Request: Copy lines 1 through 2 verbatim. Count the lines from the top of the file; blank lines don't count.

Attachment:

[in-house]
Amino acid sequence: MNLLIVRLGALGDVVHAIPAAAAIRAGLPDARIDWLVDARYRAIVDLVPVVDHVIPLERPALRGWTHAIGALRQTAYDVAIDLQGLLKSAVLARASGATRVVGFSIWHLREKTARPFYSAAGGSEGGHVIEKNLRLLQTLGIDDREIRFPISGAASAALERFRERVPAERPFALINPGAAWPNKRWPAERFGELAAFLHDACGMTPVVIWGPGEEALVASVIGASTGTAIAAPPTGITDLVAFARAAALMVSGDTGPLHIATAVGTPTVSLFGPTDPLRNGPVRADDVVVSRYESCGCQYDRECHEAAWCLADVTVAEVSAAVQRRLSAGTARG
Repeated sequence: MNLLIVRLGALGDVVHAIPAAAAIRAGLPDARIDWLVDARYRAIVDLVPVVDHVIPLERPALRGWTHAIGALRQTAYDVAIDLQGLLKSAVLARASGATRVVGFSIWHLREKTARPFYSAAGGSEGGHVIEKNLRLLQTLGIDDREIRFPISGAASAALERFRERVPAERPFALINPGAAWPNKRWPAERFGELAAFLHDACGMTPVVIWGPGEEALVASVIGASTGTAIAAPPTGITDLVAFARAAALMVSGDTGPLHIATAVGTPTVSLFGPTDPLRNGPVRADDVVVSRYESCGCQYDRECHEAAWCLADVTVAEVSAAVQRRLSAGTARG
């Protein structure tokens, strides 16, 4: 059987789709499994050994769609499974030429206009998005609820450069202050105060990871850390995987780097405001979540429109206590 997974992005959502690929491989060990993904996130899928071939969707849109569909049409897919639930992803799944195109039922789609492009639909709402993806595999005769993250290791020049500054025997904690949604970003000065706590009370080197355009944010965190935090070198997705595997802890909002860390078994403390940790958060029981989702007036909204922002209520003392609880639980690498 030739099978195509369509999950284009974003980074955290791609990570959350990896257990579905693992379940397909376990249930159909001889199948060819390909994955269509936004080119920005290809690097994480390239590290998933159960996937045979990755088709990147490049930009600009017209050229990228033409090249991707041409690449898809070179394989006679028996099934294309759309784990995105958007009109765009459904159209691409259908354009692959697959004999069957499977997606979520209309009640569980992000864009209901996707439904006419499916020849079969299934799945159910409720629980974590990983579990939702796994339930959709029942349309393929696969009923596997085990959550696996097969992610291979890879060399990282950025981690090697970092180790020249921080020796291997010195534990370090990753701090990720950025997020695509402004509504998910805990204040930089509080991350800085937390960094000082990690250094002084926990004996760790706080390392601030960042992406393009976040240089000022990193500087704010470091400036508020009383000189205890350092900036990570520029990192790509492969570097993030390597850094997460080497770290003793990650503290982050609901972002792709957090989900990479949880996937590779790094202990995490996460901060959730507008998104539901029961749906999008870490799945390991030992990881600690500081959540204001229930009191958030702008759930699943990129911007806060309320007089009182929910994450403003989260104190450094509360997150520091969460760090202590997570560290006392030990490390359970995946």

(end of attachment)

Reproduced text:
[in-house]
Amino acid sequence: MNLLIVRLGALGDVVHAIPAAAAIRAGLPDARIDWLVDARYRAIVDLVPVVDHVIPLERPALRGWTHAIGALRQTAYDVAIDLQGLLKSAVLARASGATRVVGFSIWHLREKTARPFYSAAGGSEGGHVIEKNLRLLQTLGIDDREIRFPISGAASAALERFRERVPAERPFALINPGAAWPNKRWPAERFGELAAFLHDACGMTPVVIWGPGEEALVASVIGASTGTAIAAPPTGITDLVAFARAAALMVSGDTGPLHIATAVGTPTVSLFGPTDPLRNGPVRADDVVVSRYESCGCQYDRECHEAAWCLADVTVAEVSAAVQRRLSAGTARG